Pumpkin Ravs (with Sage Brown Butter Sauce)
This summer we had a plot in a community garden and grew all sorts of amazing things. We’re talking okra out the wazoo, beautiful tomatoes, and adorable patty-pan squash. But Frank’s favorite garden veggies were the pumpkins. Man, oh man, the pumpkins. We planted them just as an experiment, but they quickly took over the entire 10×20 plot, wrapping over and around everything in sight. But, as pumpkins are prone to do (especially during this summer’s fickle weather), most of them rotted as they matured, so we were only left with 3 little beauties. Back in October we slaughtered the youngest two and made pumpkin puree (for the first time, and MAN, no one tells you how much work that is…) and used half of the mush in pumpkin bread and froze the rest.
Fast forward to Tuesday night, Thanksgiving week. Knowing our entire 4-day weekend would be filled with traditional dishes (that, frankly, I could make with a hand behind my back, blindfolded, and on vicodin), we yearned to spice it up beforehand with something more adventurous. Earlier that day I watched Lydia Bastianich make butternut squash ravioli, and I was sold; and there was pumpkin in the freezer to boot! (Didn’t use Lydia’s recipe, though–used Martha’s, as you will see later)
I had never made pasta dough before, and the idea of doing so scared the crap outta me, but Martha’s recipe called for store-bought fresh pasta sheets, and we all know you can’t find that in the Hy-Vee across the street. So I dug in and made my first from-scratch dough. I’m not going to give you a recipe, because mine wasn’t AMAZING, and there are a million recipes out there, but I’ll just say I used about 2 cups of flour, 2 eggs, some salt, olive oil, and water and whizzed it around in the food processor.
I made one little mistake, and that was I rolled the pasta dough a little too thick. (I rolled it out by hand, but this is clearly one of those “I wish I had a pasta roller” moments–Christmas present??) The ravs weren’t ruined, but they were noticeably a little tough, not really very fluffy. But that pumpkin filling. MAN OH MAN. Rockasaurus Rex.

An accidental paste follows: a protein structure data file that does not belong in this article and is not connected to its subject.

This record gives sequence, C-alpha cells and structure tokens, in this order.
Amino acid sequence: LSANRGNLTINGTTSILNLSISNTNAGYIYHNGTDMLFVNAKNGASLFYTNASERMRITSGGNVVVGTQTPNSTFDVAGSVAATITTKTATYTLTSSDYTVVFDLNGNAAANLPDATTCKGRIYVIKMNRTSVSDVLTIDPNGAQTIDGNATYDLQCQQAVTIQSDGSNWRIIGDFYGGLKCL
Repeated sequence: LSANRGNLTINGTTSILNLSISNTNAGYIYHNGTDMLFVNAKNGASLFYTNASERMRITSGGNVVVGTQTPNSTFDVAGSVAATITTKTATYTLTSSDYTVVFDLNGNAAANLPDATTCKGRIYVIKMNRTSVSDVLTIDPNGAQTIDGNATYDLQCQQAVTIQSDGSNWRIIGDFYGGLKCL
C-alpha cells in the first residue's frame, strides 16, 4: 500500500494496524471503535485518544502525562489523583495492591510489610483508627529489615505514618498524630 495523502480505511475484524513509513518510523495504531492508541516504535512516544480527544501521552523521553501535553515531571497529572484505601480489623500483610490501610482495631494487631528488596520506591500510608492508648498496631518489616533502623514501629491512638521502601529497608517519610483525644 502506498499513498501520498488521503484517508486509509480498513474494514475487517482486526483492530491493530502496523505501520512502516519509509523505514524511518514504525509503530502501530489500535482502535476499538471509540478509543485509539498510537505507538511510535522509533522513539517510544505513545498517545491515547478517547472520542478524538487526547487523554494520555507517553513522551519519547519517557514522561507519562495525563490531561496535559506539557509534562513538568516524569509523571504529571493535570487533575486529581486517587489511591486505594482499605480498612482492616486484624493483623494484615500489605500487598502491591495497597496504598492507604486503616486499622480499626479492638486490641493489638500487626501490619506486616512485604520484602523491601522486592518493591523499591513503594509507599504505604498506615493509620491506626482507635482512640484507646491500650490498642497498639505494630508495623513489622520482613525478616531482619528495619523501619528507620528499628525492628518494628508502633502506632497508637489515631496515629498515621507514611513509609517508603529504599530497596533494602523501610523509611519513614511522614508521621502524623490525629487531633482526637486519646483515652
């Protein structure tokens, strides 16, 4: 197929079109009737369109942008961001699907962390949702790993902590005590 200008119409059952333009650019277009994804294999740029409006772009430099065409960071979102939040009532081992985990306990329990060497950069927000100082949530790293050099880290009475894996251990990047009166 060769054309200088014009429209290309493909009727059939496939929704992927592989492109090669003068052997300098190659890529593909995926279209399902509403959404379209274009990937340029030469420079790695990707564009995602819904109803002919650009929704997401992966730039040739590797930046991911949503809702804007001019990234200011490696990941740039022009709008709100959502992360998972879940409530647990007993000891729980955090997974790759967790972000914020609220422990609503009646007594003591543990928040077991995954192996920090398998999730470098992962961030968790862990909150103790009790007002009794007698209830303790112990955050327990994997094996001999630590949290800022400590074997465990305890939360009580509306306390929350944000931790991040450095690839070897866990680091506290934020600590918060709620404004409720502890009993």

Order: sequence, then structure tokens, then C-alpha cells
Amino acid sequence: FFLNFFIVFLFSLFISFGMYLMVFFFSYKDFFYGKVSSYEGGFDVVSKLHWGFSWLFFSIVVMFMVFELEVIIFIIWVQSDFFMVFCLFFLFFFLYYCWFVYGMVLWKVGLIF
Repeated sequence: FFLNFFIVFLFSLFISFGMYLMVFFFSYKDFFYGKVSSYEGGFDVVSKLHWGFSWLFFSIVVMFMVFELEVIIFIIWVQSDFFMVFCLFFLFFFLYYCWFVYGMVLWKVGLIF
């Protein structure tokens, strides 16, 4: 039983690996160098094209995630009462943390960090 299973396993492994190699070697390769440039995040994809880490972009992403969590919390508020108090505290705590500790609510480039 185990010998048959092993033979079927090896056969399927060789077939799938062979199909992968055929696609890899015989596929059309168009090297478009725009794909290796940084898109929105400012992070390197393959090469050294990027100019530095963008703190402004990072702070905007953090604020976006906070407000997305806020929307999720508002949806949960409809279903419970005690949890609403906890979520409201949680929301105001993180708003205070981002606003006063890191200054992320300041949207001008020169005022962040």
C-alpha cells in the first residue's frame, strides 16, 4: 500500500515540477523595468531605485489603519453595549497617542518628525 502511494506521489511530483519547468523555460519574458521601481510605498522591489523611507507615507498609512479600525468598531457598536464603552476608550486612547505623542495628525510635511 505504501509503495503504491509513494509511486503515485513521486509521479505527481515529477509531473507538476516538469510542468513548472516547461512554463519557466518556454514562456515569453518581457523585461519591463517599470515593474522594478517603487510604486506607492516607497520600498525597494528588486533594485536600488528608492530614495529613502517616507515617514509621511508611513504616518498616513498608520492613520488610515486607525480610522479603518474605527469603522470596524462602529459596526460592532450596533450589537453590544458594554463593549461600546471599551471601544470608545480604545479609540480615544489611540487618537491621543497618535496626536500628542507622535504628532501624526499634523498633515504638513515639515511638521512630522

Pumpkin Ravioli with Sage Brown Butter Sauce
(recipe from Martha Stewart)
For the ravioli:
1 cup of pumpkin puree*
1/4 c. brown sugar
1/4 cup grated parmesan cheese
4 gingersnap cookies, crushed (we grated ours for a finer crumb)**
2 tablespoons marscapone cheese (or ricotta–but why would you?)
Freshly grated nutmeg
Salt and pepper to season
pasta dough rolled flat and thin (You can either make yours or buy fresh pasta sheets)
For the sauce:
4 tbsp butter
6 fresh sage leaves
Combine the pumpkin, brown sugar, egg (beaten), cookies, cheeses and nutmeg in a bowl. Season with salt and pepper (should we even write this?). If the consistancy is too runny, add some more crushed cookies. You want the filling to be pretty thick so it won’t leak out of the raviolis.
Now, take a circular cookie cutter (or biscuit cutter) and cut rounds out of the pasta dough. Put a tiny dollop of filling in the center of a round (about a teaspoon, but you’ll have to experiment to see what works best) and then wet the edges of the round with water. Fold the round in half around the filling and press down on the edges for a seal. You don’t want the filling to seep out! You can leave the raviolis like that, or you can form them into little cappelletti like we did by joining the corners. Doesn’t matter! Store the little pasta gems on a cookie sheet with some flour until they are all finished. Put the cookie sheet in the freezer for 30 minutes.
Boil some salted water in a big pot. Once the water has boiled, add the raviolis and cook them until they start to float (about 4 minutes–this is pretty fast). While they cook, go ahead and make the sauce. Melt the butter in a skillet with the sage leaves at a medium-high heat. You can chop or tear the leaves, but we left them whole. Once the butter is melted and starts to brown, add a large splash or balsamic vineagar (to your liking) and a ladle-full of boiling pasta water. Let this cook down a little bit until it looks like a sauce, and add the raviolis to it fresh from their cooking water. Don’t worry about draining them too well–a little extra water will not ruin the sauce. Toss all the raviolis with sauce until they are coated well, and serve with some parmesan cheese on top.
If you have any raviolis left over, you can freeze them (uncooked). They won’t be as brilliant, but they’ll still be pretty darn good–we suggest you do so!
*Okay, Martha roasts her sugar pumpkin with olive oil and brown sugar. We just used our own puree, and you could easily use canned pumpkin. We just added a little brown sugar to the mixture to make up for it. If you roast the pumpkin Martha’s way, don’t add the extra brown sugar. Okay?
**Martha used amaretti cookies. But, really, the HyVee doesn’t have amaretti. So… gingersnaps are hot.